James Morrison. Picture: Supplied
“It’s early morning here but I’ve got kids and they mess you up, don’t they?” James Morrison asks, tongue firmly in cheek. “They mess your sleep plan up!”

I am speaking to the British hitmaker shortly before he makes his first trip to South Africa. He is due to perform at Montecasino’s The Teatro in Johannesburg from January 22 to 24 and Kirstenbosch Botanical Gardens in Cape Town on January 26.

While Morrison might not like having to be awake early, he’s excited about coming to Mzansi.

I ask him what has kept him away in the 13 years that he’s been in the industry.

The "You Give Me Something" singer replies: “It was just interest from enough people who listen to my music. Who wouldn’t want to come to such a beautiful country? This is the first time I’ve had any interest.”

The crooner has given us some syrupy-sweet ballads with lyrics that aren’t always as straight-forward as pop music dictates. A big part of that comes from his upbringing. It shows in his response to me asking whether he’s looking forward to debunking any myths about South Africa.

“I suppose the one thing I heard is that it can be dangerous but that’s never bothered me,” he says nonchalantly. “I was brought up in a corrupt place in England so I’m excited to come and see such a beautiful country. I love reading up on spiritual stuff and I’ve read the cradle of humanity started in South Africa, so I’m excited to go there.”

He’s keen to visit Maropeng, but will he get claustrophobic if he takes a cave tour?

“Am I a what?” he asks, alarmed.

“Claustrophobic,” I repeat.

“Ohhhh,” he says then giggles. “I thought you said ‘an alcoholic’. But no, I’m not, thank God. I’m definitely not claustrophobic. I don’t mind caves. And no, I am not an alcoholic, thank God,” he laughs.

When he was about 14 years old, Morrison used to frequent pubs - only to play his music, though.

“At 16, I would play at pubs and people would sit up,” he recalls. “I noticed they had this interest. It would be packed and I thought: ‘I obviously have something people like’. My career spiralled from there.

“I never believed I could become a full-blown recording artist but I thought I could entertain people enough with my singing that they would fill up the pubs.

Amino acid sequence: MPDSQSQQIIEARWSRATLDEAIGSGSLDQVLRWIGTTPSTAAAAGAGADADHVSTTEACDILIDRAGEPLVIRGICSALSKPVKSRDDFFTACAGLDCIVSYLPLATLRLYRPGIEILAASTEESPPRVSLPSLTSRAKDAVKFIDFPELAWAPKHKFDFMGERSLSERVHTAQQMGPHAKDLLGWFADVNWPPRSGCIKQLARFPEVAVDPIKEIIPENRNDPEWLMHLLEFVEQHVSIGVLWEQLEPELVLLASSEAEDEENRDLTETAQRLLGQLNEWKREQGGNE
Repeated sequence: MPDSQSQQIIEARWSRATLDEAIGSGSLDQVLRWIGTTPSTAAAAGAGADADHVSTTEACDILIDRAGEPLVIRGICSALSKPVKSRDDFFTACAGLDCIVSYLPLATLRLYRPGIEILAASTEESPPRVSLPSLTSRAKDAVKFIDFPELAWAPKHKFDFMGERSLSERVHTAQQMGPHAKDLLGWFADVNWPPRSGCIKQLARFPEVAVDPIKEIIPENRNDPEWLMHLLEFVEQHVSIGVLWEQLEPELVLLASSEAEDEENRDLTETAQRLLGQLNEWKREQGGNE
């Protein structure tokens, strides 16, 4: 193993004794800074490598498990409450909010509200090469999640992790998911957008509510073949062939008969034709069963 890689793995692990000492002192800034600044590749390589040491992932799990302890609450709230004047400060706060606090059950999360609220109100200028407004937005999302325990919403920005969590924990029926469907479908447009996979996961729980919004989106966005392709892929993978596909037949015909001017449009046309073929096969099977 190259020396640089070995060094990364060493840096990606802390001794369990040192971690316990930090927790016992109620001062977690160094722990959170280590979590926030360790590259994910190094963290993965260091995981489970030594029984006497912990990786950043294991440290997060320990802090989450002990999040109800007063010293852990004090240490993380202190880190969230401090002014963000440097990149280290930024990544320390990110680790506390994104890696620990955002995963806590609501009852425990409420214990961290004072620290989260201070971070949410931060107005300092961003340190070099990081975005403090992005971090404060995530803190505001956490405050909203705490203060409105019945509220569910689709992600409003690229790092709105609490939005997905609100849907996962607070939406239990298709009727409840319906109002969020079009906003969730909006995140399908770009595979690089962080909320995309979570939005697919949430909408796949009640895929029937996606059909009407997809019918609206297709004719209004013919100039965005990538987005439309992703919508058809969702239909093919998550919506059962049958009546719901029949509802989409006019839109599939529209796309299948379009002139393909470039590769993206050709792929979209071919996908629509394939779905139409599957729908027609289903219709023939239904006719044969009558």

‘My life now doesn’t feel too different from back then because I’m still doing what I want to do: singing and playing music.”

One of his four albums is the curiously titled "Songs For You", "Truths For Me". “Longest title album ever,” he says. “I couldn’t even say it by the end, it’s so long.”

I ask him if all his songs contain his truth, even when is hidden in beautiful lyricism that allows the listener to make it all about them.

“I always try to root a song in something real because it’s easier to sing. I suppose that’s why most of my songs are about relationships because that’s what I am going through. But when I get a song that is not about relationships, I am stoked because they are hard to write. Songs that aren’t my truth are harder for me to write. I have to start off with the truth.”

Morrison’s new album, "You’re Stronger Than You Know", is set for release this year and is rooted in his truth.

“Like when my dad died, I just focused on that and my upcoming album. I focused on rebuilding my life after being dropped by a label, losing family and rebuilding our lives again. It’s not depressing. It’s really positive but it took a long time to get these songs together and be ready enough to go out and do them some justice. I’m more excited about my music and my career more than ever before.”